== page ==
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Re: Doubting myself after meeting with financial advisor.
« Reply #21 on: October 04, 2016, 09:25:31 AM »
She sounds like an awful advisor and kind of a slimy person.

I will say that unless there are special circumstances, I probably do agree with her about stopping investments in your company plan beyond what they match. You can likely do better with that money in Vanguard index funds.  Contribute to the company plan up to the match, then to the retirement accounts.

There may still be a tax benefit for contributing to the work plan. The OP indicated already maxing Roth separately. It would depend on fees and available funds (ex. only high churn/poor diversification).

As for Efund...depend on your spending, other resources, job security and possible likely emergencies. As a single parent it might be good to keep some more at low risk, and highly available. 30K seems excessive unless you expect your job to go away and it to take a long time to find another. Presumably you would get unemployment though, so the greater worry IMO is a big unexpected health issue with one of the kids or house issue such as the urgent need for a new furnace/ac/window/water heater/whatever.


I am still trying to figure this part out also... my company offers the Simple IRA and we aren't big enough to do a 401k.  They match the first 3% I put in it. I put in $12,500 per year and these funds HAVE to go into American Funds with a front load of 3.5%.  Then, I roll them out of American Funds into my Vanguard IRA, so i keep the tax deferred status on the up and up... I did the math a few years back and I determined it was better for me to let the growth happen in Vanguard. I recently found out my boss is doing the same thing (moving his out to Schwab) so I don't think that our company would be moved to a better fee "bracket" even if I left my money there.  My boss and I are the only contributors that put in more than the match.

I think i will shoot for $10,000 in the cash emergency fund for the time being. That should cover a new roof, and that would likely be my most expensive emergency.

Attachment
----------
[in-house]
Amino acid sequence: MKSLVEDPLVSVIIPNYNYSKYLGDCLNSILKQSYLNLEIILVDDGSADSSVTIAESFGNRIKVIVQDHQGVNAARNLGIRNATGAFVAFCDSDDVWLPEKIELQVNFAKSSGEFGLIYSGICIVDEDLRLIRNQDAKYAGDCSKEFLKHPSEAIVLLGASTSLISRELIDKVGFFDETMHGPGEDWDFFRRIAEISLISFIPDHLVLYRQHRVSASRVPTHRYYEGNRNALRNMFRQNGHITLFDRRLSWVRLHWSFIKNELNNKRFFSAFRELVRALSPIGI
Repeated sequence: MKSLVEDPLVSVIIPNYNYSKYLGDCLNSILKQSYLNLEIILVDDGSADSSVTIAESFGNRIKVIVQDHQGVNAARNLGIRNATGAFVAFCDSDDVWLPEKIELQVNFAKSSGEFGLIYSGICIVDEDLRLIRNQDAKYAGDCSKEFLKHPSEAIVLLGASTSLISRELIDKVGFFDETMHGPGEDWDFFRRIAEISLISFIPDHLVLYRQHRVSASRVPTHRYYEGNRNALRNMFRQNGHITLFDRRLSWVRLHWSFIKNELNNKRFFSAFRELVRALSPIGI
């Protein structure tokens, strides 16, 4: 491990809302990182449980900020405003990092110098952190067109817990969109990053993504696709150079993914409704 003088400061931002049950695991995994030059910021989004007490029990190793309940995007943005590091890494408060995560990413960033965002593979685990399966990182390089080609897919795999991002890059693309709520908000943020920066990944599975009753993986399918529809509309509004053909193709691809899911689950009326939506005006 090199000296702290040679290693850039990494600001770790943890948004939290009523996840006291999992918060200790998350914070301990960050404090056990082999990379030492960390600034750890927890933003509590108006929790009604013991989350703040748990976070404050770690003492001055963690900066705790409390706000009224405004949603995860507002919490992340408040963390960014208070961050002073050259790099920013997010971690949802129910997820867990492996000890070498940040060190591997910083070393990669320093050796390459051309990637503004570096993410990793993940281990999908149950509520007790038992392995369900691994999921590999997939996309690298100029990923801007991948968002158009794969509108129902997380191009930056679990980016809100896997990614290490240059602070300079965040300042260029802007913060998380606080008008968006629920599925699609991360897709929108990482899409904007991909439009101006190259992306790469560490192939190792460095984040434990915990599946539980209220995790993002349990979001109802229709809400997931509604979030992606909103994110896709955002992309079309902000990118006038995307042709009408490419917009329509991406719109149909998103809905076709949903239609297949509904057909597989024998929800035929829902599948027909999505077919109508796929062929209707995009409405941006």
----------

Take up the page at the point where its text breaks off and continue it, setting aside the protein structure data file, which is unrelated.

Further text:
Do your contributions have to get invested? Most accounts have some kind of low/no cost, stable value or cash equivalent option.

nyxst

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Re: Doubting myself after meeting with financial advisor.
« Reply #22 on: October 04, 2016, 03:00:51 PM »
She sounds like an awful advisor and kind of a slimy person.

I will say that unless there are special circumstances, I probably do agree with her about stopping investments in your company plan beyond what they match. You can likely do better with that money in Vanguard index funds.  Contribute to the company plan up to the match, then to the retirement accounts.

There may still be a tax benefit for contributing to the work plan. The OP indicated already maxing Roth separately. It would depend on fees and available funds (ex. only high churn/poor diversification).

As for Efund...depend on your spending, other resources, job security and possible likely emergencies. As a single parent it might be good to keep some more at low risk, and highly available. 30K seems excessive unless you expect your job to go away and it to take a long time to find another. Presumably you would get unemployment though, so the greater worry IMO is a big unexpected health issue with one of the kids or house issue such as the urgent need for a new furnace/ac/window/water heater/whatever.


I am still trying to figure this part out also... my company offers the Simple IRA and we aren't big enough to do a 401k.  They match the first 3% I put in it. I put in $12,500 per year and these funds HAVE to go into American Funds with a front load of 3.5%.  Then, I roll them out of American Funds into my Vanguard IRA, so i keep the tax deferred status on the up and up... I did the math a few years back and I determined it was better for me to let the growth happen in Vanguard. I recently found out my boss is doing the same thing (moving his out to Schwab) so I don't think that our company would be moved to a better fee "bracket" even if I left my money there.  My boss and I are the only contributors that put in more than the match.

I think i will shoot for $10,000 in the cash emergency fund for the time being. That should cover a new roof, and that would likely be my most expensive emergency.

Do your contributions have to get invested? Most accounts have some kind of low/no cost, stable value or cash equivalent option.

This is the best question anyone has ever asked me... apparently... YES there is a money market option where they don't charge me a front load and it still falls within the Simple IRA tax shelter..... you may have just knocked 5 years off of my working life with that little gem :) :) :) i love this forum!!!! more research will be done tonight!

Zamboni

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Re: Doubting myself after meeting with financial advisor.
« Reply #23 on: October 04, 2016, 04:52:06 PM »
^Awesome! . . . I'm glad the forum helped you figure this out, because that front load fee is outrageous.

startingsmall

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Re: Doubting myself after meeting with financial advisor.
« Reply #24 on: October 04, 2016, 06:10:20 PM »
So thankful for this post. I've been blindly maxing my Principal 401k for a while, but apparently never bothered to see what I was actually invested in. Oops. Changed everything tonight.... switched from their supposedly-balanced garbage to index funds with better yields and lower expense ratios. Better late than never, I guess.